For what I am about to write, and the stereotype it will reinforce, may my feminist friends forgive me. Before knocking myself down, let me first lay before you my credentials to be a contemporary female role model.
I am a working mother. I hold down two jobs as an actor and a writer; I cook, I clean when absolutely necessary, and I sew... actually, that's a lie. But I am a graduate. I watch Newsnight. I read novels – weighty ones, too, and not just the sort with jaunty writing and a picture of a pair of polka-dot stilettos on the front.
I am, in short, the very antithesis of some ditzy, outmoded, Lucille Ball-style "little woman". But then I open my handbag, and the hideous truth behind my can-do, no-nonsense exterior comes spilling out. If a handbag is any reflection of the interior workings of its owner's mind, then Lord help me.
Like my mind, my bag contains nothing practical, nothing I may actually use during the course of a normal day, other than my purse, keys and mobile phone – and quite often they're not in there either. I always carry a pen, as you might expect, but not one you could actually write with; instead, it will be some felt tip discarded by my daughter, with no lid and a splayed nib, inkless now that it has leached the last of its contents on to the leather. Added to this marinade are the remains of a bottle of scent and a spilt miniature of brandy which I used to carry about with me in case I ever got stuck in a lift. In consequence, wherever I go I am followed by the faint but distinct aroma of a boozy night out.
My bag, as those who know me might expect, is a hypochondriac's dream. There are pills for headaches, allergies and nasal congestion, plasters of varying sizes and little sachets of out-of-date Calpol which, like the ink and the perfume, have leaked their purple stickiness into some hard-to-reach corner. There are never any tissues, though. You might think that the need for a permanent supply of hankies would be self-evident to any mother of young children, let alone one who has a history of messy eating and rhinitis. But whenever a tissue is most needed, none is to be found; at least, none that has not already been used repeatedly over the course of some months to mop up coffee spills and ineffectually wrap used chewing gum.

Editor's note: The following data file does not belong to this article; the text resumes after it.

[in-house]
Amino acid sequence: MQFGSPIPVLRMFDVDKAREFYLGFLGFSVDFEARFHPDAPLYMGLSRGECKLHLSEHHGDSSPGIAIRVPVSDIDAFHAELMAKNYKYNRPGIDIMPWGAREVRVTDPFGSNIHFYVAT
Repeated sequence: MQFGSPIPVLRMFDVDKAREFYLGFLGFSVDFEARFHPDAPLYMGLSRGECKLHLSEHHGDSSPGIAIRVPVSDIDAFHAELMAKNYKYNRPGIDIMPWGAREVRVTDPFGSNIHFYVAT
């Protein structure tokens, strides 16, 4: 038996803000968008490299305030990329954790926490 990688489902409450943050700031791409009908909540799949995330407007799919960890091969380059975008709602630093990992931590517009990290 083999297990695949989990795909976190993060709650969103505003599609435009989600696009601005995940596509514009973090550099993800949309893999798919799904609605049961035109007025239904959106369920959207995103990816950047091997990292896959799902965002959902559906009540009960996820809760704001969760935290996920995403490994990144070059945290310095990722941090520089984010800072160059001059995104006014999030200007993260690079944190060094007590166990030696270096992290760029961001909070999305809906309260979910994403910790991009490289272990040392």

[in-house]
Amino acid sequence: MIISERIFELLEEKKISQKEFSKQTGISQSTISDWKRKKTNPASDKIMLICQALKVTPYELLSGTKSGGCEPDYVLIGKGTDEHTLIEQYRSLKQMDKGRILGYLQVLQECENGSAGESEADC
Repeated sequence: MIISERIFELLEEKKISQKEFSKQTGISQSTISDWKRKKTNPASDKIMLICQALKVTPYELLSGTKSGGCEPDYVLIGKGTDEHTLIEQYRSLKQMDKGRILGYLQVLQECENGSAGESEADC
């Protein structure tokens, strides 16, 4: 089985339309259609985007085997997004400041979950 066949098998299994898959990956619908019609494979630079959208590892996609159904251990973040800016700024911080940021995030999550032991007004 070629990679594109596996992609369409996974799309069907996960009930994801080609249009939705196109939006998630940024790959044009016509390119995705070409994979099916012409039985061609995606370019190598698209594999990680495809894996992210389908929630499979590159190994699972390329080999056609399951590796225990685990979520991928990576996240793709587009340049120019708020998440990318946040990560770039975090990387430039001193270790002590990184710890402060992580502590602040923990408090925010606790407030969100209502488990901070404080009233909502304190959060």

On any given day, I might reach in and find a broken bit of doll, two sunglasses cases, the contents of which are lost, a half-finished torn-out crossword, a hair bobble, some broken fingernail, the top of a lipstick and a novelty punch that makes apple-shaped holes.
I once travelled all the way to San Francisco without realising that my son had placed an enormous lump of fossilised rock in my bag on a previous trip to Dorset. I then agonised over what to do with the rock, and decided that it was my ecological duty to return it whence it came. I therefore carried it all the way back with me. I don't think I told my husband about that.
Now, you might say that none of this matters. It is, after all, my bag, and I can keep what the hell I like in it. But, the other day, my daughter went to school without her book-bag. We saw it when we returned to the house, and I was about to take it to the school office when my husband questioned whether there was anything in it that she might urgently need. We looked inside, and what we discovered has confirmed beyond doubt that childhood behaviour patterns are learnt from their parents. It was the bag of a mini-me, though thankfully without the liquor and pills: empty Christmas-card envelopes jockeyed for position with scrunched-up crisp wrappers, conkers and bits of colouring-in.
Does this mean that she too has an interior life that is chaotic and unstructured? Or are messy handbags the inevitable adjunct to a busy existence – we all have detritus, after all, but some of us simply don't have time to deal with it. We daren't waste valuable moments of creativity looking for dustbins or buying Handy Andys; we have loftier aims in mind.
Yes, perhaps that's it. Why clear out rubbish when you could be reading the broadsheet editorials, cooking a cheese soufflé and composing sonnets? A tidy bag is testament to an empty mind and a fruitless day; it is anathema to the have-it-all generation. I shall therefore use my messy rucksack as a stepping stone to remount my feminist pedestal – and the crunching sound as I do so tells me that I have just found those lost sunglasses.